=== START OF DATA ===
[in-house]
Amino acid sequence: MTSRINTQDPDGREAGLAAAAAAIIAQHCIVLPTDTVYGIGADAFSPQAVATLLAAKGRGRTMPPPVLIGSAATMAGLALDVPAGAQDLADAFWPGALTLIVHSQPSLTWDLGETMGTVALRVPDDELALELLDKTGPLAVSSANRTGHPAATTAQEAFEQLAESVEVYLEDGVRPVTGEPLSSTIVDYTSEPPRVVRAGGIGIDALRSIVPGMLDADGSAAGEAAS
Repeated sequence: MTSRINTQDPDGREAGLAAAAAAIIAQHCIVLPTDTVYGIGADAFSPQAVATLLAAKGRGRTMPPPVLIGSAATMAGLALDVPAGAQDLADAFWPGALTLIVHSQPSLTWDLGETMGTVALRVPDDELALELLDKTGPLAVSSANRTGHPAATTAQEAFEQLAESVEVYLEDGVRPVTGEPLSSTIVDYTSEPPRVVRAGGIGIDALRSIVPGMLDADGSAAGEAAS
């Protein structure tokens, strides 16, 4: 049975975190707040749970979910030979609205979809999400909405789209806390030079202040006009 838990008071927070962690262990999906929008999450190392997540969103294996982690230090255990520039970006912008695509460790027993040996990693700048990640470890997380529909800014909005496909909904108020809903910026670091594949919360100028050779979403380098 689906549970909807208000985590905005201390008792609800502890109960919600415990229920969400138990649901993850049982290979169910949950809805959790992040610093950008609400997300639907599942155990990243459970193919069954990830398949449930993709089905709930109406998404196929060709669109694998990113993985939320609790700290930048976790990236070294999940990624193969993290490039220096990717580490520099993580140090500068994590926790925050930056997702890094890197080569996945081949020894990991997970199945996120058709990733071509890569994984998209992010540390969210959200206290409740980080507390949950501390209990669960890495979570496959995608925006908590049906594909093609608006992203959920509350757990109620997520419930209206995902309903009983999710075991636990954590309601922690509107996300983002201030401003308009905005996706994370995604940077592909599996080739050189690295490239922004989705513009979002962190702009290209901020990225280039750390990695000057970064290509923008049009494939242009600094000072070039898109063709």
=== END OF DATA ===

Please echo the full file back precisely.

[in-house]
Amino acid sequence: MTSRINTQDPDGREAGLAAAAAAIIAQHCIVLPTDTVYGIGADAFSPQAVATLLAAKGRGRTMPPPVLIGSAATMAGLALDVPAGAQDLADAFWPGALTLIVHSQPSLTWDLGETMGTVALRVPDDELALELLDKTGPLAVSSANRTGHPAATTAQEAFEQLAESVEVYLEDGVRPVTGEPLSSTIVDYTSEPPRVVRAGGIGIDALRSIVPGMLDADGSAAGEAAS
Repeated sequence: MTSRINTQDPDGREAGLAAAAAAIIAQHCIVLPTDTVYGIGADAFSPQAVATLLAAKGRGRTMPPPVLIGSAATMAGLALDVPAGAQDLADAFWPGALTLIVHSQPSLTWDLGETMGTVALRVPDDELALELLDKTGPLAVSSANRTGHPAATTAQEAFEQLAESVEVYLEDGVRPVTGEPLSSTIVDYTSEPPRVVRAGGIGIDALRSIVPGMLDADGSAAGEAAS
């Protein structure tokens, strides 16, 4: 049975975190707040749970979910030979609205979809999400909405789209806390030079202040006009 838990008071927070962690262990999906929008999450190392997540969103294996982690230090255990520039970006912008695509460790027993040996990693700048990640470890997380529909800014909005496909909904108020809903910026670091594949919360100028050779979403380098 689906549970909807208000985590905005201390008792609800502890109960919600415990229920969400138990649901993850049982290979169910949950809805959790992040610093950008609400997300639907599942155990990243459970193919069954990830398949449930993709089905709930109406998404196929060709669109694998990113993985939320609790700290930048976790990236070294999940990624193969993290490039220096990717580490520099993580140090500068994590926790925050930056997702890094890197080569996945081949020894990991997970199945996120058709990733071509890569994984998209992010540390969210959200206290409740980080507390949950501390209990669960890495979570496959995608925006908590049906594909093609608006992203959920509350757990109620997520419930209206995902309903009983999710075991636990954590309601922690509107996300983002201030401003308009905005996706994370995604940077592909599996080739050189690295490239922004989705513009979002962190702009290209901020990225280039750390990695000057970064290509923008049009494939242009600094000072070039898109063709």